Ari Shapiro on Muck Rack

Ari Shapiro Verified

London, England
International Correspondent — NPR

Starting in September, host of @NPR's All Things Considered. Also, occasional guest-singer with @PinkMartiniBand.

In Seoul, Where Everything Moves Fast, There's Also Longing For The Past

wvpublic.org — Anytime I need to update a bunch of apps on my smartphone, I'm going to fly to South Korea to do it. I'm only partly joking. The Internet speeds are so fast here, they make me feel like the U.S. is living in the past. And it's not just the Internet.

In Seoul, Where Everything Moves Fast, There's Also Longing For The Past

npr.org — Anytime I need to update a bunch of apps on my smartphone, I'm going to fly to South Korea to do it. I'm only partly joking. The Internet speeds are so fast here, they make me feel like the U.S. is living in the past. And it's not just the Internet.
Aug 02, 2015

Sadly, @AriShapiro's whirlwind stint in #Seoul has already ended. :( But he posted his observations before he left npr.org/sections/paral…

Aug 02, 2015

RT @elisewho: Sadly, @AriShapiro's whirlwind stint in #Seoul has already ended. :( But he posted his observations before he left npr.org/sections/paral…

Aug 02, 2015

RT @hanbae: Definitely rings true. @arishapiro: In Seoul, Where Everything Moves Fast, There's Also Longing For The Past n.pr/1IumKLl

In Seoul, Where Everything Moves Fast, There's Also Longing For The Past

wnyc.org — · by Ari Shapiro From Anytime I need to update a bunch of apps on my smartphone, I'm going to fly to South Korea to do it. I'm only partly joking. The Internet speeds are so fast here, they make me feel like the U.S. is living in the past.

South Koreans Bristle At Growing Dominance Of Family-Run Conglomerates

npr.org — In South Korea, a small number of family-run conglomerates dominate the economy. The biggest started as a village store in 1938. It's still controlled by the same family, and it's now a household name: Samsung.

South Koreans Bristle At Growing Dominance Of Family-Run Conglomerates

wnyc.org — In South Korea, a small number of family-run conglomerates dominate the economy. The biggest started as a village store in 1938. It's still controlled by the same family, and it's now a household name: Samsung.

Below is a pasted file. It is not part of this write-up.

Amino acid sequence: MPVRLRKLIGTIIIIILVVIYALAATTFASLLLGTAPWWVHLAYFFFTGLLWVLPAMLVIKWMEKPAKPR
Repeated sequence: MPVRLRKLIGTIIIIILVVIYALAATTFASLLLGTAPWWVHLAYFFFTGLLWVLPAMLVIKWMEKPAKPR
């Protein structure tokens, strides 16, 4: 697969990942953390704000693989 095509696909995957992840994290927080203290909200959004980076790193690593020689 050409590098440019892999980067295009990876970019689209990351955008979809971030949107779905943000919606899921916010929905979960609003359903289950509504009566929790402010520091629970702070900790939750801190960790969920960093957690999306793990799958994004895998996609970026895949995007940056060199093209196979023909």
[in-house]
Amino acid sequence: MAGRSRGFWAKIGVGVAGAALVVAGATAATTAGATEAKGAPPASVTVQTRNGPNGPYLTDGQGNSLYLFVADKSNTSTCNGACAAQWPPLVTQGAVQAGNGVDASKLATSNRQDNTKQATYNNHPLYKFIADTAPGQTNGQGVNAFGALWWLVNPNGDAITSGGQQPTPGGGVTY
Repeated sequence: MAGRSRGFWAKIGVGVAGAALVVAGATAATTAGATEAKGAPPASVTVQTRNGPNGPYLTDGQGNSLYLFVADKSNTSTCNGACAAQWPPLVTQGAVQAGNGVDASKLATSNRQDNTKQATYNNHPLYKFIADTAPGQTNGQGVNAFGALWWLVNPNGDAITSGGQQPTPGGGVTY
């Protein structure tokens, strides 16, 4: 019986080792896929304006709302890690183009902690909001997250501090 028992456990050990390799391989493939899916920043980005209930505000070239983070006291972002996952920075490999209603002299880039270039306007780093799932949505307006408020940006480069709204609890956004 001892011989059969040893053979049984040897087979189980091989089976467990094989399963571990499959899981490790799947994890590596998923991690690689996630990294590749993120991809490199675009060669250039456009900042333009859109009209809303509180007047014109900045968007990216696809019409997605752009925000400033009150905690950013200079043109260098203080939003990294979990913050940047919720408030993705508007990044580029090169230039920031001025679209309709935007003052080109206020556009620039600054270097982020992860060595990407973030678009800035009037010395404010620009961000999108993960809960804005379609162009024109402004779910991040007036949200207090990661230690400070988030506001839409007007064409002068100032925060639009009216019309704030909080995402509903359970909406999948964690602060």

Buddhist Nuns Preserve Tradition Of Korean Temple Food

huffingtonpost.com — Detox diets come and go, like any other fad. In South Korea, one popular diet has staying power. It has been around for at least 1,600 years, ever since the founding of the Jinkwansa temple in the mountains outside of Seoul. This Buddhist monastery sits at the convergence of two streams, amid twisting leafy trees and soaring peaks.

Detoxing The Buddhist Way: Nuns Preserve Art Of Korean Temple Food

ww2.kqed.org — Listen to the Story on Morning Edition: http://pd.npr.org/anon.npr-mp3/npr/me/2015/07/20150723_me_detoxing_the_buddhist_way_nuns_preserve_art_of_korean_temple_food.mp3 Detox diets come and go, like any other fad. In South Korea, one popular diet has staying power. It has been around for at least 1,600 years, ever since the founding of the Jingkwansa temple in the mountains outside of Seoul.

Detoxing The Buddhist Way: Nuns Preserve Art Of Korean Temple Food

wlrn.org — Detox diets come and go, like any other fad. In South Korea, one popular diet has staying power. It has been around for at least 1,600 years, ever since the founding of the Jingkwansa temple in the mountains outside of Seoul. This Buddhist monastery sits at the convergence of two streams, amid twisting leafy trees and soaring peaks.

Detoxing The Buddhist Way: Nuns Preserve Art Of Korean Temple Food

wabe.org — Detox diets come and go, like any other fad. In South Korea, one popular diet has staying power. It has been around for at least 1,600 years, ever since the founding of the Jingkwansa temple in the mountains outside of Seoul. This Buddhist monastery sits at the convergence of two streams, amid twisting leafy trees and soaring peaks.

Detoxing The Buddhist Way: Nuns Preserve Art Of Korean Temple Food

kcur.org — Detox diets come and go, like any other fad. In South Korea, one popular diet has staying power. It has been around for at least 1,600 years, ever since the founding of the Jingkwansa temple in the mountains outside of Seoul. This Buddhist monastery sits at the convergence of two streams, amid twisting leafy trees and soaring peaks.
More Articles →
Aug 02, 2015

RT @hanbae: Definitely rings true. @arishapiro: In Seoul, Where Everything Moves Fast, There's Also Longing For The Past n.pr/1IumKLl

Aug 02, 2015

RT @elisewho: Sadly, @AriShapiro's whirlwind stint in #Seoul has already ended. :( But he posted his observations before he left npr.org/sections/paral…

Aug 02, 2015

The person in London who I love most (and will miss most when I leave) is this week's guest on Desert Island Discs: bbc.in/1KITWFA

Aug 01, 2015

I am eating sweet potato ice cream served IN A SWEET POTATO. How crazy is that??? (Take note, @saltandstraw.) pic.twitter.com/SfKXIQzltQ

Aug 01, 2015

Incredible juxtapositions of old & new here. Emerge from a gallery of Buddhist statues to this @olafureliasson piece. pic.twitter.com/FxPuKnVGGb

Jul 31, 2015

RT @lorihwilson: Can we have this @NPRpchh team more often? @arishapiro saying, "News flash: @Bob_Mondello applauds Liza Minnelli" = highlight of my commute!

Jul 31, 2015

RT @idislikestephen: New Pop Culture Happy Hour! @arishapiro and @bob_mondello join us to talk music, movies, and music in movies: npr.org/sections/monke… #PCHH

Jul 31, 2015

I just watched a man sprinkle vodka all over the entrance to his restaurant in Seoul. "Why did you do that?" "Buddha."

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